In February 2014, the former owners of six shuttered Racine bars filed a federal lawsuit against the City of Racine and more than a dozen people, including then-Mayor John Dickert and other current and former city officials, accusing them of conspiring to drive minority-owned bars out of the city.
On Oct. 6, 2015, the City Council approved a $1.35 million settlement with the lawsuit plaintiffs and their attorneys. While the city expressed confidence it would win at trial, the city’s legal counsel said the decision to settle was based on mitigating risks: if a jury had awarded the plaintiffs even $1 each, it would have triggered the plaintiffs’ attorneys ability to collect fees and costs, which stood at $7.2 million and might not have been covered by the city’s insurance. The city’s own legal costs in the case stood at $2.7 million at the time of the settlement.
Those are rather steep dollar amounts, deriving from a contention by local bar owners that the city illegally used race or ethnicity as a factor in deciding whether to take liquor licenses away.
With the memory of that legal battle still somewhat fresh in Racinians’ minds, it was good to read last week that the city is proposing a move toward a more objective method of monitoring compliance with city and state laws regarding alcohol.
The proposal calls for a point system that could identify license holders who are “habitually troublesome” for the city — meaning those that repeatedly violate state laws or city ordinances. A point system would guide city officials in determining whether to consider suspending or revoking a license.
Demerit points would track license holders’ performance, the proposal states. A licensed premise could face a complaint and discipline procedure if it accumulates 100 demerit points in a 24-month period. That discipline could be a suspension between 10 and 90 days, or revocation of the license.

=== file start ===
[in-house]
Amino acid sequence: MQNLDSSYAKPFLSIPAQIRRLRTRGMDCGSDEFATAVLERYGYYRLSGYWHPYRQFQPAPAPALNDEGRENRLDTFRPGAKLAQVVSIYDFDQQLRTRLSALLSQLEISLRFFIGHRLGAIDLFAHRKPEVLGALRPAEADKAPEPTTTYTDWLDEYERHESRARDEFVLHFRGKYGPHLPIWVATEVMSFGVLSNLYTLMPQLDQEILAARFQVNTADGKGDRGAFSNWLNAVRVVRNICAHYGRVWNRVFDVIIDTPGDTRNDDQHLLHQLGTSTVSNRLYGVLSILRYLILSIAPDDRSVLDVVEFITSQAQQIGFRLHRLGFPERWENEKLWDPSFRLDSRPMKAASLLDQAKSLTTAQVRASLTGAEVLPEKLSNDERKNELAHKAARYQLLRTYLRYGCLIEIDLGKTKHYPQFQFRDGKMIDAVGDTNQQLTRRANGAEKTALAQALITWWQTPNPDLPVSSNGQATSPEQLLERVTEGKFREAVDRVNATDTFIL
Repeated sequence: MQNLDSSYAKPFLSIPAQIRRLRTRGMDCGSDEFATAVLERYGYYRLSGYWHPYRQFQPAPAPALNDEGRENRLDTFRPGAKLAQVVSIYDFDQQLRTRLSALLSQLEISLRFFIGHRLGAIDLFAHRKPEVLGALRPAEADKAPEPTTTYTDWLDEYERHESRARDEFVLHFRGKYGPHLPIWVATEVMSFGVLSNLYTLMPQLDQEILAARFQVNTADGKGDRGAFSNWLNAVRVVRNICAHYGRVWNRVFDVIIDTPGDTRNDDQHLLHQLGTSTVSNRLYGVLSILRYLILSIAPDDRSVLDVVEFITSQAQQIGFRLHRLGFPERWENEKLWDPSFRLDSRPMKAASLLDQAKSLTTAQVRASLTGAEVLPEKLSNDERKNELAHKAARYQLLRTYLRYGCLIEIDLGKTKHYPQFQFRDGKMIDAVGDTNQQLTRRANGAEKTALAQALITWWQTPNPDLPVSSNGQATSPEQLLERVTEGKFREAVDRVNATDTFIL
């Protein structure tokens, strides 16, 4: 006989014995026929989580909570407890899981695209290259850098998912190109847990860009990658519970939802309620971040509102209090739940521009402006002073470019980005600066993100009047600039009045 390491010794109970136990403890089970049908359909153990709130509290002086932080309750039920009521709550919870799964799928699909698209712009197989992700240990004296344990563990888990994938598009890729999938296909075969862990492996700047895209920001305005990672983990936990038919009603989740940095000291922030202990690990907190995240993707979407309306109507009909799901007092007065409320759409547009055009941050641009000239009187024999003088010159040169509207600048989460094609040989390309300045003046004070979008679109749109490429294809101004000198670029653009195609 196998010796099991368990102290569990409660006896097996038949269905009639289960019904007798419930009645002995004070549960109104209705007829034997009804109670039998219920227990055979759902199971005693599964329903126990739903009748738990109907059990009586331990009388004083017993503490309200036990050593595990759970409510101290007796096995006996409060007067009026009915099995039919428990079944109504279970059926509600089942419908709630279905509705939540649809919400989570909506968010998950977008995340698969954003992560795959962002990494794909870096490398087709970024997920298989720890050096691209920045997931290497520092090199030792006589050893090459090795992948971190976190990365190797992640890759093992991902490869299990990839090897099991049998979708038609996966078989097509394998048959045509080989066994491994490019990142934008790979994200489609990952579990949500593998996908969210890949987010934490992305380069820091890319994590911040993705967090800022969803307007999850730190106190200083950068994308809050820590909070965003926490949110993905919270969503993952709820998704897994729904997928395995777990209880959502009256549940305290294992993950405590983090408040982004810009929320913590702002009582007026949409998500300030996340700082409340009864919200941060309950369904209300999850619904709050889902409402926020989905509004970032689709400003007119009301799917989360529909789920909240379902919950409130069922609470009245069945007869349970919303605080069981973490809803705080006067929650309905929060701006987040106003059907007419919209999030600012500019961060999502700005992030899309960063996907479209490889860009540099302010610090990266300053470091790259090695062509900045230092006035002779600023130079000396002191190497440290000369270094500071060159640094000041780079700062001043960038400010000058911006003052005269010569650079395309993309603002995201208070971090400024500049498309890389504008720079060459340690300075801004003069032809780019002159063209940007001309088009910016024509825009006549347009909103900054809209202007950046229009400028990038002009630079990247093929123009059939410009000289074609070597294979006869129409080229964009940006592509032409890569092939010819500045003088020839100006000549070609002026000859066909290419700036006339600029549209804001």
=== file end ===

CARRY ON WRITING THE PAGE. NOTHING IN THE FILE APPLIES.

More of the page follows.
Offenses are assigned point values based on severity. An underage person on the premises would result in a 15-point demerit, and serving an intoxicated person would cost 20 points. Demerit points would be counted after a conviction is documented for an offense listed in the recommended point system.
“(We) see this as a way of tightening up the process, frankly, taking away the possibility of discretion,” City Attorney Scott Letteney told the City Council Committee of the Whole earlier this month.
We can’t help but connect Mr. Letteney’s reference to discretion with the 2014-15 lawsuit in our minds. For that reason alone, we think a move to a demerits-based system would be an excellent choice for the city.
We’re troubled, though, by this aspect of the proposal: Some offenses are proposed to be worth 100 points on their own, such as violating restaurant sanitation requirements, failing to abate code violations and making a false statement on the application for the license.
A 100-point demerit for a false statement on the application? We’re fine with that; obtaining one of the city’s finite number of liquor licenses under false pretenses would be poisoning the well.
It’s violating restaurant sanitation requirements being worth 100 points that gives us pause. We want every restaurant in the city, and all of Racine County, to be up to code on sanitation, but a liquor license holder going directly to 100 points for any single violation feels a bit too much like “one strike and you’re out” to us. We’d rather see that be assigned a demerit value below 100.
Failing to abate code violations being worth 100 points is still troublesome to us, but less so. If a license holder were to receive written notification of a code violation well before he or she were cited with a failure to abate? That would seem like fair warning to us.
But all of these arguments are in the realm of what point values to assign to a given violation. Objective measures, as opposed to subjective. That’s good.
If the city has documented objective measures of a liquor license holder’s failure to comply, we’re confident such a case will start and stop at the city Public Safety and Licensing Committee, rather than making its way up Interstate 94 to federal court in Milwaukee.